Depp: Even in the early days of trying to explore the possibilities of the character, no matter where you went in your head, if you tried to veer away from the original Jonathan Frid character, it was apparent to both Tim and myself that it had to be rooted in Jonathan Frid’s character of Barnabas – It just HAD to be. It was so classic, this sort of classic monster – like Fangoria magazine or that kind of thing. So in terms of that, when Jonathan was playing Barnabas, there was a kind of rigidity to him, that pole up the back, this elegance that was always there. And yeah, I did believe, as Tim and I talked early on, a vampire should look like a vampire, and it was a kind of rebellion against vampires that look like underwear models, [so] there was a bit of ‘Nosferatu’ in there.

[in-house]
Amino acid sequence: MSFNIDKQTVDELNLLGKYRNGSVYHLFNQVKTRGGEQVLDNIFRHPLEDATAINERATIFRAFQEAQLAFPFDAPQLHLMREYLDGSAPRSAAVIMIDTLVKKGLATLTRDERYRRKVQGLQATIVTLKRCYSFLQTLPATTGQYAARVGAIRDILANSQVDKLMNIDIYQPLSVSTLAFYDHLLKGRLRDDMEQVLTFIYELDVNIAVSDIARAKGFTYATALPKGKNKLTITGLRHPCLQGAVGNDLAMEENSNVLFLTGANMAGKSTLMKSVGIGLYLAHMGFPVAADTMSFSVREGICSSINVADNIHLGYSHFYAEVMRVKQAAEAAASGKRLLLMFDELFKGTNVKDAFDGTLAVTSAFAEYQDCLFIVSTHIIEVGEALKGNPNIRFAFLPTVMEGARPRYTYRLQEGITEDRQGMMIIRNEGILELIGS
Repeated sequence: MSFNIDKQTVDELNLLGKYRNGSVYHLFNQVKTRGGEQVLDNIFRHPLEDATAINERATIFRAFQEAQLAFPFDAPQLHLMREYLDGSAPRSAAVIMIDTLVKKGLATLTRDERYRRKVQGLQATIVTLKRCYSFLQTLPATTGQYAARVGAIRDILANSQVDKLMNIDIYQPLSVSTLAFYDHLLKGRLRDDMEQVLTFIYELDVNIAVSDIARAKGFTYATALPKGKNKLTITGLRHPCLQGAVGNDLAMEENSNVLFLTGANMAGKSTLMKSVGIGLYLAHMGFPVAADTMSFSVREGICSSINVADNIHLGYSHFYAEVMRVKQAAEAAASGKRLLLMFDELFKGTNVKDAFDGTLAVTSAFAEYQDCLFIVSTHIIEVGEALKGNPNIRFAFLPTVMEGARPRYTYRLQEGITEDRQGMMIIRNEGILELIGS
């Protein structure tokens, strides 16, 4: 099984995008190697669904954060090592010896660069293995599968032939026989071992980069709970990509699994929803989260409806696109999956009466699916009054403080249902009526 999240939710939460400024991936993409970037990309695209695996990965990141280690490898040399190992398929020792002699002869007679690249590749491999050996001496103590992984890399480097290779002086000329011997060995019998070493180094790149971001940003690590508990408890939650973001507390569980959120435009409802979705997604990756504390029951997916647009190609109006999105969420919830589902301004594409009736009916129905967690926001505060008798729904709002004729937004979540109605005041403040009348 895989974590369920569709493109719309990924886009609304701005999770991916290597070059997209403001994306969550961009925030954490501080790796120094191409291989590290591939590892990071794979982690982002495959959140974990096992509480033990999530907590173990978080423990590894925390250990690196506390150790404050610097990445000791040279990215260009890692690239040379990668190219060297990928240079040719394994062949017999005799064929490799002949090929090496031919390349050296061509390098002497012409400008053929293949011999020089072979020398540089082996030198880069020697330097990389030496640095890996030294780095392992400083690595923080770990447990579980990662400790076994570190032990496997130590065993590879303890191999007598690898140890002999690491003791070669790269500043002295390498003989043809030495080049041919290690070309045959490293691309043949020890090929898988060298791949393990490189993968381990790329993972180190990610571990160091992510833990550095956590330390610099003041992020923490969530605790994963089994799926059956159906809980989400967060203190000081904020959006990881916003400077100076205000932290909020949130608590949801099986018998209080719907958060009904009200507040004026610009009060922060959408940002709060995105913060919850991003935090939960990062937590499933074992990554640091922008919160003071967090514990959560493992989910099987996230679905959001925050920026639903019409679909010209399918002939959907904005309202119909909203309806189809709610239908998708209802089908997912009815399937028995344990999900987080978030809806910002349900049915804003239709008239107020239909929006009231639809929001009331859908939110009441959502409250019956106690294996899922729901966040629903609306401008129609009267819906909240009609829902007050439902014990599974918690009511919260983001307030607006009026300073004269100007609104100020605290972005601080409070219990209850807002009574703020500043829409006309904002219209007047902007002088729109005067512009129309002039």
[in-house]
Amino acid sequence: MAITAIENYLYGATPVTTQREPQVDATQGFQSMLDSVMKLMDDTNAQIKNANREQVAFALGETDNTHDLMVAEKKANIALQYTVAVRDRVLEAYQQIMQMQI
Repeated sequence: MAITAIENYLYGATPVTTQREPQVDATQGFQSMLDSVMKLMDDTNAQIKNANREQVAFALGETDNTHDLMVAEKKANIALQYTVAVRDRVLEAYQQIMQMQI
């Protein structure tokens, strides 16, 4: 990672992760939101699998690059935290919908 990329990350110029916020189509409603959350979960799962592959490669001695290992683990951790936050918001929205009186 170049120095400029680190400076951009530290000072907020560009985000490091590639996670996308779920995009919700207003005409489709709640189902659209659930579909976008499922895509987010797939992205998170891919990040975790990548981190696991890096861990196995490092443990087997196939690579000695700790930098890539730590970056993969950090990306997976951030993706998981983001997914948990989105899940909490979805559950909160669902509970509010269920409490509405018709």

Michelle Pfeiffer: I shamelessly called Tim…I didn't even know if there was a part for me. And it had been so long since I had seen the series. I just said, 'If there's anything for me, I want to throw my hat in the ring.' And the I hung up and I thought, 'I'll never hear from him again.' And I did.
Burton: It was a real joy to get a call from Michelle and find out she was a closet ‘Dark Shadows’ fan. I knew that she was weird, but now that’s a whole new situation, which was great, because between Michelle and Johnny, we were the only ones, I think, of the cast that knew ‘Dark Shadows.’ I don’t know if I showed it to anybody else, because you can’t really show ‘Dark Shadows’ to anybody else who doesn’t know it, because they’d probably run screaming out of the room.